Construction Industry’s Youth Strategy Includes Appealing to Gamers

Making a play to add younger faces to the construction workforce, industry trade groups are pointing to the well-honed reflexes of gamers, who they say are perfect for the field's technical demands.

The bad news is that most jobs don’t let you play video games all day.

The good news, as it turns out, is that there’s one industry where certain skills gained playing video games can come in handy: construction.

“Because they played video games for so long, their hand-eye coordination is very fast and advanced,” Allied Career Training President L.J. Zielke told Advertising Age recently.

A number of trade groups are working to build on that base. Here’s how:

Playing up the tech: As Advertising Age notes, the nature of construction jobs has changed in recent years, with a sizable chunk of the manual labor being replaced by the use of specific technical tools. “There is much more use of laser and GPS-guided equipment, building-information modeling, and other things that require computer skills and use of technology that was not common before the recession,” Ken Simonson, an economist for the Associated General Contractors of America, told the magazine. AGC is one of many groups taking part in a marketing campaign, “Build Your Future,” emphasizing the high-tech nature of the industry (think a guy with a hard hat and an iPad). It also helps that, according to the Build Your Future Initiative, the jobs featured tend to pay decently.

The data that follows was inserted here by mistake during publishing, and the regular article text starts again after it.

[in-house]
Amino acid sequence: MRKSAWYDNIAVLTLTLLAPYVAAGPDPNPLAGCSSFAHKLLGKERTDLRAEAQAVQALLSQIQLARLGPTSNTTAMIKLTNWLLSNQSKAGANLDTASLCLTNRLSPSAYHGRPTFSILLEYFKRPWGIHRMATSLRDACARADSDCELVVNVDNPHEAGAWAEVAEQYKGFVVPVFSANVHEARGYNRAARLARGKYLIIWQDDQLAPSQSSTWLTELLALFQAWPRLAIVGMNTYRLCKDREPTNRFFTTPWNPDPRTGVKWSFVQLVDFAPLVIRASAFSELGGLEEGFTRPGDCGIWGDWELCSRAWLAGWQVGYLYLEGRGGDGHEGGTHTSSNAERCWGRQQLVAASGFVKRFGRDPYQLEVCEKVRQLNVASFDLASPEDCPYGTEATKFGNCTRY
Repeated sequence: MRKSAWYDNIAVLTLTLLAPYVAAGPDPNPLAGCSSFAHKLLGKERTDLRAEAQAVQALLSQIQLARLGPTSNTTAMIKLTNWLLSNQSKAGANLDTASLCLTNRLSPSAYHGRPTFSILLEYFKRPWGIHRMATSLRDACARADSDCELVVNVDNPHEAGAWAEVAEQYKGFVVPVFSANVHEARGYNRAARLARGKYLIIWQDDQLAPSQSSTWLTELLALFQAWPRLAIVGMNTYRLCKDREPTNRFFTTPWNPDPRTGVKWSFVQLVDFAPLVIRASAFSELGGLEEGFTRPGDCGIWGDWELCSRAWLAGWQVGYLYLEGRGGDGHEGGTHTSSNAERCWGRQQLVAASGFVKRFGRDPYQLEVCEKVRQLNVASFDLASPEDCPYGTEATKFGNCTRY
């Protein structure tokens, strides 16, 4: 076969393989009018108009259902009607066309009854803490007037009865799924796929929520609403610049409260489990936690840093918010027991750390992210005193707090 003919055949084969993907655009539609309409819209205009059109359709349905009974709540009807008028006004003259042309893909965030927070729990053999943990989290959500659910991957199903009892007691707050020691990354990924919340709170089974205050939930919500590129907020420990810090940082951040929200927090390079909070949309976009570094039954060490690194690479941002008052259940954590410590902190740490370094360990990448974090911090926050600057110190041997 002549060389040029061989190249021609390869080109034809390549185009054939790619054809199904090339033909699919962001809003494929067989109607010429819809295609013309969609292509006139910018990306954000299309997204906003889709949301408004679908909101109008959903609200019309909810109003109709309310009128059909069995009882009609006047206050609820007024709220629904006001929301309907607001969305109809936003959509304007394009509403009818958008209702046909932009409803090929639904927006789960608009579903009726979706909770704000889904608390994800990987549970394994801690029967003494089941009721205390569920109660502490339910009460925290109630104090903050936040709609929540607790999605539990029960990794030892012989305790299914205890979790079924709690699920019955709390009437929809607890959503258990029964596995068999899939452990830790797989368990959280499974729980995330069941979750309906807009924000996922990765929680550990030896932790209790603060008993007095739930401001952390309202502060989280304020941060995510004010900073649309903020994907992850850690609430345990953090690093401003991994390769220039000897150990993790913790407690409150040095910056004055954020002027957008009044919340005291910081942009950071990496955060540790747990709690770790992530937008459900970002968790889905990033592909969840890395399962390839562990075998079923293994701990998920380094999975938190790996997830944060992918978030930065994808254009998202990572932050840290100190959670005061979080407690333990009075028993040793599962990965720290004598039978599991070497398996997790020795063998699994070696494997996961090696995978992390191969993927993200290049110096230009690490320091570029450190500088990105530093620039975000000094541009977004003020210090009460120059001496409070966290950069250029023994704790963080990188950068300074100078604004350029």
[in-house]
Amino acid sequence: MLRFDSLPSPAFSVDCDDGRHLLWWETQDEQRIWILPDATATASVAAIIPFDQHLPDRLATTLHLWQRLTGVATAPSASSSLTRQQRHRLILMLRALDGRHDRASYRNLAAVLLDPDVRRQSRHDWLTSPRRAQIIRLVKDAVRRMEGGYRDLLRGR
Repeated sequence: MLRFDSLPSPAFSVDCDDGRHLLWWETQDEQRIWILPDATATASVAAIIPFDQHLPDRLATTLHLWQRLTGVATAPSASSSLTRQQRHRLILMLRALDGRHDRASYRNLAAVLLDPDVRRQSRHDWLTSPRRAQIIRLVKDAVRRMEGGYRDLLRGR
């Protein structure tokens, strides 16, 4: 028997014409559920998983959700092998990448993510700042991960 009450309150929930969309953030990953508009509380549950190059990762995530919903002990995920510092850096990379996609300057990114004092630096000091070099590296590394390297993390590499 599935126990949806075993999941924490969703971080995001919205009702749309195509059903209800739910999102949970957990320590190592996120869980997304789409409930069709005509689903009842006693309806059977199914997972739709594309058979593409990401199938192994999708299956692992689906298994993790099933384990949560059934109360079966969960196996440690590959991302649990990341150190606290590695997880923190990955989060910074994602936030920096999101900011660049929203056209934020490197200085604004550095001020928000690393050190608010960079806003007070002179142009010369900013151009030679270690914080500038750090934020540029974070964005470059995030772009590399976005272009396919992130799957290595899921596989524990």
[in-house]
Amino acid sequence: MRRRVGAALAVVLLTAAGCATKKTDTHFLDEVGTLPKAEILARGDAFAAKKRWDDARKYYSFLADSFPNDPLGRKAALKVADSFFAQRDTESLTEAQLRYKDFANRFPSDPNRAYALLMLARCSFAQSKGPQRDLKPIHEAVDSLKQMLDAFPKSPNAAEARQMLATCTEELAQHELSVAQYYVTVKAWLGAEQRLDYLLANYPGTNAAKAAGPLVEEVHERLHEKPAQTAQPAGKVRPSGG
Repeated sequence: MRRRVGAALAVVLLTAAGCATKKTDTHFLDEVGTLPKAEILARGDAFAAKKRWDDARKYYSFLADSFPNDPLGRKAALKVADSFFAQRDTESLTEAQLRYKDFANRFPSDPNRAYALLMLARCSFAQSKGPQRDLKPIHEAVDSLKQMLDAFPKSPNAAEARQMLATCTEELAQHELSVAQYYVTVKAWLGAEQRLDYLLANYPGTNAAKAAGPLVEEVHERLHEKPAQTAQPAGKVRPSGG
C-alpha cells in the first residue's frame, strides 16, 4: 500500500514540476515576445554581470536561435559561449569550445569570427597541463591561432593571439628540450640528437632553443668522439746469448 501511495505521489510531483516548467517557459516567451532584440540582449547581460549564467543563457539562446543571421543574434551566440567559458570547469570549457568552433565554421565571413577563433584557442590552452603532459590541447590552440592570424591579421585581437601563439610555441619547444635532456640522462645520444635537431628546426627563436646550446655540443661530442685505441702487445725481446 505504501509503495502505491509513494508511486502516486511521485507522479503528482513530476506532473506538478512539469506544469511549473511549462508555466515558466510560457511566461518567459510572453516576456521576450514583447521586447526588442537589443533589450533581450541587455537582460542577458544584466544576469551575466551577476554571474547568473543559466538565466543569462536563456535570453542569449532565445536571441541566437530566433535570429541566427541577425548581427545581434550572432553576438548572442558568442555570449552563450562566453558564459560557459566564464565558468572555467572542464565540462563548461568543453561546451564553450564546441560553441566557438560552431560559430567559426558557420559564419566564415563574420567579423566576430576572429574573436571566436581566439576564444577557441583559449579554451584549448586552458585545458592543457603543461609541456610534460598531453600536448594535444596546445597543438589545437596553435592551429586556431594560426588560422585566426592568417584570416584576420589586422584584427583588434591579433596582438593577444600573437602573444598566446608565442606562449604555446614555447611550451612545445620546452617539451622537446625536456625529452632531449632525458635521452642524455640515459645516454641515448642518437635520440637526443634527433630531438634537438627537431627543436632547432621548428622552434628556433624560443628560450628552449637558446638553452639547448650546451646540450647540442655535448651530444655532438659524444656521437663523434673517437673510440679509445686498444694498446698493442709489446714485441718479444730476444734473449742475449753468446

Making a video game of their own: One trade group, the Constructors Association of Western Pennsylvania (CAWP), has created a “virtual pre-apprenticeship” video game, Future Road Builders, to showcase the skills potential job recruits need. (A sample of the game is shown above.) Beyond being a snazzy way to draw gamers’ attention to the industry, the game serves a more practical purpose. Apprenticeship programs generally require 4,000 hours of on-the-job training, which can be a tall order. Future Road Builders gives potential laborers a taste of what it’s really like, right off the bat. CAWP Executive Director Rich Barcaskey notes that it’s also a good way to reach a younger audience at a time when the age of the average construction worker is in the late 40s. “We said, ‘Let’s not wait till we get to the crisis to solve it.’ We wanted to be ahead of the curve,” he told the Pittsburgh Post-Gazette.

Pulling out a famous face: The construction industry has at least one bona fide celebrity raising the field’s profile. Mike Rowe, the host of the former Discovery Channel series “Dirty Jobs” and the upcoming CNN show “Somebody’s Gotta Do It,” has frequently worked with trade groups and nonprofits, such as Go Build Alabama. Rowe also has a nonprofit foundation of his own, the mikeroweWORKS Foundation, which attempts to draw attention to the skilled trades. It was in this role that he spoke last year at SkillsUSA’s National Leadership and Skills Conference (shown in the video above), helping give a leg up to another nonprofit that works to spur interest in the construction field.

Playing on gaming and pop culture isn’t the only way that the construction industry is combating its age gap. The industry is also working on a long-term plan to build out its training infrastructure.

A screenshot from the Constructors Association of Western Pennsylvania's "virtual pre-apprenticeship" game, Future Road Builders.

Ernie Smith

By Ernie Smith

Ernie Smith is a former senior editor for Associations Now. MORE

Got an article tip for us? Contact us and let us know!